From Little Italy to Chinatown: A tour of Manhattan’s iconic neighborhoods

You must have once thought how nice it would be to visit New York City. The city that never sleeps is a lifelong dream for many. From Manhattan, the Statue of Liberty, Time Square, and the Empire State Building to the yellow cabs and top restaurants and shops, NYC is certainly a city that attracts attention. If you’re planning a move to its most popular borough, a tour of Manhattan’s iconic neighborhoods will come in handy. Get to know the best places to live and then get matched with Manhattan movers to organize your move.

Manhattan – the most popular and the most important borough

Manhattan is the smallest of all NYC boroughs, but it is the most famous and the most attractive. Although there was a significant decrease in the number of inhabitants during the pandemic, the situation has stabilized in the last year. Many families from Boston, San Francisco, Los Angeles, and Washington settled in this sophisticated economic capital of the US during the last year.

view on Manhattan's iconic neighborhoods
Moving to a world-renowned commercial, financial, and cultural center is a lifelong dream for many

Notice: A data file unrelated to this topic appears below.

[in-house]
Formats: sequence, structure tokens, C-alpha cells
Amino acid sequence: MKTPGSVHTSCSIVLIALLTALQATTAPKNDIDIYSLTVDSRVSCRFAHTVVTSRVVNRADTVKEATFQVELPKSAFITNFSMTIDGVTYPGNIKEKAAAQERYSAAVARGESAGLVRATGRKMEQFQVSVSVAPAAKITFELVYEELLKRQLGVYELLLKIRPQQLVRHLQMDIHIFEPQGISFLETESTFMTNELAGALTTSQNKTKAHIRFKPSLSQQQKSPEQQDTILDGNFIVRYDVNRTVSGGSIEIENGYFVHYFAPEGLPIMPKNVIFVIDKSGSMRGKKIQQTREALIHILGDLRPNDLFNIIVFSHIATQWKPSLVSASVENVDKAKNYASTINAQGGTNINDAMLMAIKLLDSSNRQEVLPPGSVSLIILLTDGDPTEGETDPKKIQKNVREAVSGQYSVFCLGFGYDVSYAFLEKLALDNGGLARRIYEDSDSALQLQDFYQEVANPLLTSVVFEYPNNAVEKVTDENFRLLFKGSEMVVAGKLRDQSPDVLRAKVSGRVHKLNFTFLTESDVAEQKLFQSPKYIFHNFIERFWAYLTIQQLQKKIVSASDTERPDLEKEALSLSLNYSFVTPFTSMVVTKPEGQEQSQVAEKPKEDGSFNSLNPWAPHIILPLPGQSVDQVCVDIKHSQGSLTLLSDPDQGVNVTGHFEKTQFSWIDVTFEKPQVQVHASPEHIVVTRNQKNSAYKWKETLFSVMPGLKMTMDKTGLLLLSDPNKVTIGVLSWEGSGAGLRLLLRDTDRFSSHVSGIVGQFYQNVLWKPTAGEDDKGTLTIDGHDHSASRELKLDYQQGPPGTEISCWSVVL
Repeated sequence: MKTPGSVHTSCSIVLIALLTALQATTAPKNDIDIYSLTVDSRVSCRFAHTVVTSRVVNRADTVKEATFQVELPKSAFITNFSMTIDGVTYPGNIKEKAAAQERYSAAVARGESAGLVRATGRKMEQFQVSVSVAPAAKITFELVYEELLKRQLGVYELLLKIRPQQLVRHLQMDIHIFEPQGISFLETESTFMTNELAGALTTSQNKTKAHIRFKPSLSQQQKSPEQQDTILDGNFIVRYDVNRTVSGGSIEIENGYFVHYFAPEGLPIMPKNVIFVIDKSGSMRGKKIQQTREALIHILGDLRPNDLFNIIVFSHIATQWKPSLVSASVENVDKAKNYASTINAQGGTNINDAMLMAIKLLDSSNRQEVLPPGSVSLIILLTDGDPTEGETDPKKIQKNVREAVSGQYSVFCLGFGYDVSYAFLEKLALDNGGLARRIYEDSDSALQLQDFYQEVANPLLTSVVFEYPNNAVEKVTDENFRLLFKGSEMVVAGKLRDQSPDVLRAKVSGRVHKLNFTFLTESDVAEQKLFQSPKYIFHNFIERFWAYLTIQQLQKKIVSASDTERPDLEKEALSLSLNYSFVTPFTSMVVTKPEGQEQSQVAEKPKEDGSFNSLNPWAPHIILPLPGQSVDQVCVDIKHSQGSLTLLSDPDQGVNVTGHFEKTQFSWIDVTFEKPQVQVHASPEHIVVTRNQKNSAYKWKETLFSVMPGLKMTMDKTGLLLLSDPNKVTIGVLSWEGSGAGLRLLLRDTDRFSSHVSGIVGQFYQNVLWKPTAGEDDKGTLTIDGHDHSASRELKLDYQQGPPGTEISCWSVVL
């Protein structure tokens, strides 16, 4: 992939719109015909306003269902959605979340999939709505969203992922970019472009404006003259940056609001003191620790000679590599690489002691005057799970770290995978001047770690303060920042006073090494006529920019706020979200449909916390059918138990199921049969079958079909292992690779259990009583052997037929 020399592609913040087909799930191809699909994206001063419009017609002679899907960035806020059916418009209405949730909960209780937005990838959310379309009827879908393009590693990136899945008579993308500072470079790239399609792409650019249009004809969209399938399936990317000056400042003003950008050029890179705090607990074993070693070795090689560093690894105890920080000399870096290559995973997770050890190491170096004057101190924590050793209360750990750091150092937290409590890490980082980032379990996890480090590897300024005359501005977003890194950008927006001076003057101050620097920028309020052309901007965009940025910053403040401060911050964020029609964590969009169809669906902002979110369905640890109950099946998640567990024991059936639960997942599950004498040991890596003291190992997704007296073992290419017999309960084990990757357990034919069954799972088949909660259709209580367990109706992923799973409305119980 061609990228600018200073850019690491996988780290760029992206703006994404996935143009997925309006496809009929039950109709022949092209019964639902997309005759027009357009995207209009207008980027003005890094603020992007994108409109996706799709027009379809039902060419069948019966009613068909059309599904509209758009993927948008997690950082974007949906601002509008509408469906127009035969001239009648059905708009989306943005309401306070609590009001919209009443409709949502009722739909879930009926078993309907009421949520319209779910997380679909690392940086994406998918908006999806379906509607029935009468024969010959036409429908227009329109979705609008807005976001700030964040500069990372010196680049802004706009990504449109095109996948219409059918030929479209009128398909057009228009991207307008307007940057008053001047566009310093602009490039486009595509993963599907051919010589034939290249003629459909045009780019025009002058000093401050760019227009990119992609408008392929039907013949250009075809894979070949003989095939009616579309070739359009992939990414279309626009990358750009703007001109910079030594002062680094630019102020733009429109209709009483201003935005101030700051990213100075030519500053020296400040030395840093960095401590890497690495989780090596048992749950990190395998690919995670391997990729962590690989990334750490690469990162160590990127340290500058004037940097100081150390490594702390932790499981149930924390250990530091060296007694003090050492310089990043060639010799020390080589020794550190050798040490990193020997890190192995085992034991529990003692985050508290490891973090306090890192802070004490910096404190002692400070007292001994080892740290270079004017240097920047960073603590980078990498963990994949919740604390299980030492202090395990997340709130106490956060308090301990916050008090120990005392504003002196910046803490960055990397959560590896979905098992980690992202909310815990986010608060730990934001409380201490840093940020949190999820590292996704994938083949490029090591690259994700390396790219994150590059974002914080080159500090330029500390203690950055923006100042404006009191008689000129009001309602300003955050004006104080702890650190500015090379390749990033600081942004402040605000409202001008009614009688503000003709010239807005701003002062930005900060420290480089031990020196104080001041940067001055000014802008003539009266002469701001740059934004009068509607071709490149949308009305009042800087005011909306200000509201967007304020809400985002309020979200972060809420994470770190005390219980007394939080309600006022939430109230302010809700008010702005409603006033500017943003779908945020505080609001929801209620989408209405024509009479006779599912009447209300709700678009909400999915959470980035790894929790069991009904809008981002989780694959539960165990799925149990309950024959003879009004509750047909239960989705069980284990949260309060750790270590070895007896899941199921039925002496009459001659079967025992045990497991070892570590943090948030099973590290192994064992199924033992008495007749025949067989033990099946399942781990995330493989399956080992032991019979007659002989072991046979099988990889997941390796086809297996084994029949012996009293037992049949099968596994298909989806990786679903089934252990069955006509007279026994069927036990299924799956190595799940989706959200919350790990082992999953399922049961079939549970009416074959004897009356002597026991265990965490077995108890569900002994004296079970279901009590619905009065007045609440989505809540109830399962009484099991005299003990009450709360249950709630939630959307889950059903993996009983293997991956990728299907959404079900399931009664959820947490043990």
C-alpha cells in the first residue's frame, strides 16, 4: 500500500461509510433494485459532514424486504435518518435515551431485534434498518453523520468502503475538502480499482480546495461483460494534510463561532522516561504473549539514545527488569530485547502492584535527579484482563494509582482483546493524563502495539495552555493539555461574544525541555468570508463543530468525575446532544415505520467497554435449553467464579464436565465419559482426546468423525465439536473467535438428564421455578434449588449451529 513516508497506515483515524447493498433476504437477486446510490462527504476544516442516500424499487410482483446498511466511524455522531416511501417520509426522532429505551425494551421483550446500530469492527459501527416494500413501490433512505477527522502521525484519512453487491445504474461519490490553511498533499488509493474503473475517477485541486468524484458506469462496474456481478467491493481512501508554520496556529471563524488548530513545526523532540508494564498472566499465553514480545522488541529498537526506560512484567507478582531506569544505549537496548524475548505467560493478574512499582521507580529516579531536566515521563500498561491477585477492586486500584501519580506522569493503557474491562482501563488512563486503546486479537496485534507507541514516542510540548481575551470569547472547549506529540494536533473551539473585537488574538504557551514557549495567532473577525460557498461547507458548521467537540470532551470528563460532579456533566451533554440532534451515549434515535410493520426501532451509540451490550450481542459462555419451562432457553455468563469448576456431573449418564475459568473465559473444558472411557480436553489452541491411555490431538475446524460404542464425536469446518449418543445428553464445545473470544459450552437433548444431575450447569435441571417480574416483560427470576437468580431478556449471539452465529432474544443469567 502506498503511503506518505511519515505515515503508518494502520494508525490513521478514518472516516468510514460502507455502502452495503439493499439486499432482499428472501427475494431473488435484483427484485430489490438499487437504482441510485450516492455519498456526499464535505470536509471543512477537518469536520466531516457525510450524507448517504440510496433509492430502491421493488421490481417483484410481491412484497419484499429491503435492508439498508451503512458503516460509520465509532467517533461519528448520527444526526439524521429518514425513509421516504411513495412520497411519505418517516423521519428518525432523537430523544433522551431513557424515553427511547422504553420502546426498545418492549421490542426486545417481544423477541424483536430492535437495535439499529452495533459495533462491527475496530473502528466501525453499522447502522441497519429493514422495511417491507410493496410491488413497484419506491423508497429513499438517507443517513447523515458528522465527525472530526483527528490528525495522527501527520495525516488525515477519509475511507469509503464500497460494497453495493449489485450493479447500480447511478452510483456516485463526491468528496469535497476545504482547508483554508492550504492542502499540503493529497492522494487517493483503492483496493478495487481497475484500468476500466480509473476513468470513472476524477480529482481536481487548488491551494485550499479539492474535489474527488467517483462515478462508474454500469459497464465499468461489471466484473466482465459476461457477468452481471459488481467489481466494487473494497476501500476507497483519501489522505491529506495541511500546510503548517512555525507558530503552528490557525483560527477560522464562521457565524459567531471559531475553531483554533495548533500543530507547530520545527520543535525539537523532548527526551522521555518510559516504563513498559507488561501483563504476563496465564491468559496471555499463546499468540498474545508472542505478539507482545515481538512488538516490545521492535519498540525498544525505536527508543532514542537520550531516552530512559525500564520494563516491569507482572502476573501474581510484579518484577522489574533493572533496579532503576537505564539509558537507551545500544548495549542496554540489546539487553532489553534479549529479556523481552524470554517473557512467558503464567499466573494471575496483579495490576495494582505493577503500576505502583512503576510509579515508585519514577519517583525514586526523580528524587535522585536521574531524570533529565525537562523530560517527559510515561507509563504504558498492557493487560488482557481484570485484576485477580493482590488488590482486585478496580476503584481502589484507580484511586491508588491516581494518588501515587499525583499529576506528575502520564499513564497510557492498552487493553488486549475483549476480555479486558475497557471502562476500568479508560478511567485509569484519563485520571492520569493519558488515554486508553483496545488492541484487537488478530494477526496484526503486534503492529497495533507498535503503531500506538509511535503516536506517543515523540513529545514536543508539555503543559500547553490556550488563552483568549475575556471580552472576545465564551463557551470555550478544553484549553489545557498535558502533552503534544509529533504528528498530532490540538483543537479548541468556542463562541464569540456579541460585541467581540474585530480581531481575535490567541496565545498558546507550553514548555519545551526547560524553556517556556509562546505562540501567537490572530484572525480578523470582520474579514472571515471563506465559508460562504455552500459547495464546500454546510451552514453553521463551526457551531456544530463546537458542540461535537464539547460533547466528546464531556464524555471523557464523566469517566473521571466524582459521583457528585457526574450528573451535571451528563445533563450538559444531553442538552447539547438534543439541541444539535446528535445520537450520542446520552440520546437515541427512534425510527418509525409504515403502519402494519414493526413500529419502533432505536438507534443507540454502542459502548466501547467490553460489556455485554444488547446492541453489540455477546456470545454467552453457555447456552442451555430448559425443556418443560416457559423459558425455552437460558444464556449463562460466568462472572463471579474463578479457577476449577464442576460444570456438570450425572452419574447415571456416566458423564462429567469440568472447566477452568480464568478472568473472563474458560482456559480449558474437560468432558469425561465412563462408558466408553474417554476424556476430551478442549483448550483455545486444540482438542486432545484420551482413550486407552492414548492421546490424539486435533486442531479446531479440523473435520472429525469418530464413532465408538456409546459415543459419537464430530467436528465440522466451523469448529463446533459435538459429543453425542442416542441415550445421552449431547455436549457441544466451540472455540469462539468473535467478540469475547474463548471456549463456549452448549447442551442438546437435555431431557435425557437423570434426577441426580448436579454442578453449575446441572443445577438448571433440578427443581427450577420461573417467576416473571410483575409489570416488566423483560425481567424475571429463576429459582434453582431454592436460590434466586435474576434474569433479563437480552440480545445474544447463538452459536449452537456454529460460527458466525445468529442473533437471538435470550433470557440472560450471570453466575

Manhattan can offer you anything you need. In 53 neighborhoods with a total area of 22.83 square miles, there are modern and traditional residential and commercial buildings. The diversity of culture and the unique location between the three rivers is what attracts people from all over the world. Manhattan is home to many world-famous restaurants and cafes. Among its neighborhoods are magnificent shopping centers, galleries, museums, parks, and hundreds of companies. And the New York Stock Exchange is stationed in Lower Manhattan. All this makes life in Manhattan special.

Let’s see what Manhattan’s Iconic Neighborhoods are

The borough of Manhattan is divided into a large number of neighborhoods. All of them are different in their culture, history, vibes, and attractions, so they can be seen as separate cities. Manhattan’s iconic neighborhoods include:

  • TriBeCa
  • Little Italy
  • Chinatown
  • Financial District
  • Harlem